ASSUMPTION, Ill. — As outdoor temperatures warm up, protecting the quality of stored grain is especially important.
Greg Trame, director of technology sales for GSI, offers five tips for farmers to properly manage their grain bins this summer.
1. Raise the grain temperature as outside weather heats up. A large temperature differential can cause condensation to form inside bins, leading to grain spoilage. “When the sunlight hits the bins, they really warm up,” Trame said. “This isn’t something you need to worry about on a day-to-day basis, but the goal is to keep the two temperatures as close together as possible by slowly warming up the grain with aeration.” He noted the industry standard is a temperature differential of no more than 10 degrees.
2. Factor in grain moisture. In addition to grain temperature, optimal storage conditions also depend on the grain’s moisture level when stored. To help make this determination, farmers can obtain safe storage charts from university extension services and other resources.
3. Use automated bin monitoring tools. “Farmers are busy during the spring and summer getting everything done, and it’s easy to forget about the grain in their bins,” Trame said. “Tools for remote monitoring are really important for alerting growers about temperature or moisture issues before they can become serious problems.” One example he cited is GSI’s new GrainVue digital cable system that detects early signs of spoilage and automatically turns on aeration fans to project grain quality.
4. Check grain weekly. Climb safely to the top of the bin and — while not entering to avoid the risk of entrapment — visually inspect the top layer of grain and around the interior wall. Any signs of crusting could mean grain spoilage. Trame noted that spoilage can also be detected by smell. “If you see or smell something you don’t like, it’s important to get aeration fans going to let in fresh air and equalize the bin and outdoor temperatures,” he said.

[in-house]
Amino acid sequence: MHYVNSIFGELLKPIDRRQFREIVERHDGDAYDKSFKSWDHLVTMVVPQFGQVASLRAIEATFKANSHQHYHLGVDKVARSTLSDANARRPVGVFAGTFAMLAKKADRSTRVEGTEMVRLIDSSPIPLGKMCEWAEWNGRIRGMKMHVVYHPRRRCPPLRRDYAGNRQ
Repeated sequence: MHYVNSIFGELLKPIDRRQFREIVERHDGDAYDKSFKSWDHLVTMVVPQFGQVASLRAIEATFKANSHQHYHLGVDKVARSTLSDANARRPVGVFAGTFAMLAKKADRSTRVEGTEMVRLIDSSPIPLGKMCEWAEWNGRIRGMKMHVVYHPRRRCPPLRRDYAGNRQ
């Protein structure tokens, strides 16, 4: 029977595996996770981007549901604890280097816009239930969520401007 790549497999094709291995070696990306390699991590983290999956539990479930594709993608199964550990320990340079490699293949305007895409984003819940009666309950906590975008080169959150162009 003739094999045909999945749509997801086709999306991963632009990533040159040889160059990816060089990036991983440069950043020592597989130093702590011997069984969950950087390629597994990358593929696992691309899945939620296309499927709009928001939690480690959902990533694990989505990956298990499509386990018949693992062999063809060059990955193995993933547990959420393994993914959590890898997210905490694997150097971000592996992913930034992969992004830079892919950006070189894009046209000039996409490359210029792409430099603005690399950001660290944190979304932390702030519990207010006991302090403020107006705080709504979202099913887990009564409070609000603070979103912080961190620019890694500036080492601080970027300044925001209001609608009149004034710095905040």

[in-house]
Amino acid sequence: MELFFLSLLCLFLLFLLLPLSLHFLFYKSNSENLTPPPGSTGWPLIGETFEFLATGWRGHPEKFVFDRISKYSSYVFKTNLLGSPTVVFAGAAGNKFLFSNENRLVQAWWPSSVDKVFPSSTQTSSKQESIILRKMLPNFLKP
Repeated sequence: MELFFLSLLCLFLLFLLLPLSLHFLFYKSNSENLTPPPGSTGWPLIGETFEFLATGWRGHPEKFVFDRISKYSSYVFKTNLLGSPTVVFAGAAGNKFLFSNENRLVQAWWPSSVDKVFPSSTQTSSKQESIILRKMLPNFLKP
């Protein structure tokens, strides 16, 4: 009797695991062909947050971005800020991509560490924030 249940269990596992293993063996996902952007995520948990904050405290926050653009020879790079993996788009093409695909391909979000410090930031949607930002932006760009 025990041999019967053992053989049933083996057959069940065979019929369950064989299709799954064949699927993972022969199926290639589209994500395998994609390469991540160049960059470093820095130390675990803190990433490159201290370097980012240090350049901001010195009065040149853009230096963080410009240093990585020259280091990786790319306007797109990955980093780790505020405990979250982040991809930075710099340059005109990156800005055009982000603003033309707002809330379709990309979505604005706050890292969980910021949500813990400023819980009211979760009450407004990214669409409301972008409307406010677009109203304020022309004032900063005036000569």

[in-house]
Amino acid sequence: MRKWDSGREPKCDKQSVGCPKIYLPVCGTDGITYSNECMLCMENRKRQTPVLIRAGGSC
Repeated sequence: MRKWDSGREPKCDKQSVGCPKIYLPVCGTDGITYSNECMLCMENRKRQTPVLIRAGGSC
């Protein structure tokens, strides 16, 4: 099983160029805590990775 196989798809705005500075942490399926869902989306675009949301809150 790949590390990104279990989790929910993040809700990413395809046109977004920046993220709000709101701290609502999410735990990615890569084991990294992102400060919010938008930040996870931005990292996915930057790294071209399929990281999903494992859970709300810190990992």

5. Move spoiled grain. If grain crusting is present, but in a small amount, blending that off may solve the issue. “However, it’s hard to know how far down the problem goes,” Trame said. “If you can’t get it under control, it’s important to move that grain out of the bin and market it as quickly as possible, even though it may receive a docking at sale. The bigger problem is leaving out-of-condition grain in the bin, which can cause clogging during unloading and lead to a series of unsafe events.”
Trame added that safe storage should be based on a farmer’s grain marketing plan.
“If farmers know they’re going to store their grain through the summer, that means drying the grain in the fall to the proper moisture. It starts with planning up front based on their marketing plan,” he said.
For additional grain management recommendations, Trame said growers can contact their local university Extension service, their grain system dealer or visit www.grainsystems.com.